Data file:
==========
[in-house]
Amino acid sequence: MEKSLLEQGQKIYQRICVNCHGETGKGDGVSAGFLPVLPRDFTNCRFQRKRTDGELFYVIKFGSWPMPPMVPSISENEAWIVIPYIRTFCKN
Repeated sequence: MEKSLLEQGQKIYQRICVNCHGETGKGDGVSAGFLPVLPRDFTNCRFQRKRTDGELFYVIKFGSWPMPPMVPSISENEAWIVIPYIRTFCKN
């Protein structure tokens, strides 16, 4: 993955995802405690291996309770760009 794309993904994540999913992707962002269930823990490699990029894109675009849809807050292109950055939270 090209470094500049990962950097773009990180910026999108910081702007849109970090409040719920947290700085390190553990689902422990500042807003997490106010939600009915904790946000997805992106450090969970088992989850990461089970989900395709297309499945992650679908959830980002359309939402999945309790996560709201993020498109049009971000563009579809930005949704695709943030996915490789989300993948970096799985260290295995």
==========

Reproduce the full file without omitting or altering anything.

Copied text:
[in-house]
Amino acid sequence: MEKSLLEQGQKIYQRICVNCHGETGKGDGVSAGFLPVLPRDFTNCRFQRKRTDGELFYVIKFGSWPMPPMVPSISENEAWIVIPYIRTFCKN
Repeated sequence: MEKSLLEQGQKIYQRICVNCHGETGKGDGVSAGFLPVLPRDFTNCRFQRKRTDGELFYVIKFGSWPMPPMVPSISENEAWIVIPYIRTFCKN
């Protein structure tokens, strides 16, 4: 993955995802405690291996309770760009 794309993904994540999913992707962002269930823990490699990029894109675009849809807050292109950055939270 090209470094500049990962950097773009990180910026999108910081702007849109970090409040719920947290700085390190553990689902422990500042807003997490106010939600009915904790946000997805992106450090969970088992989850990461089970989900395709297309499945992650679908959830980002359309939402999945309790996560709201993020498109049009971000563009579809930005949704695709943030996915490789989300993948970096799985260290295995």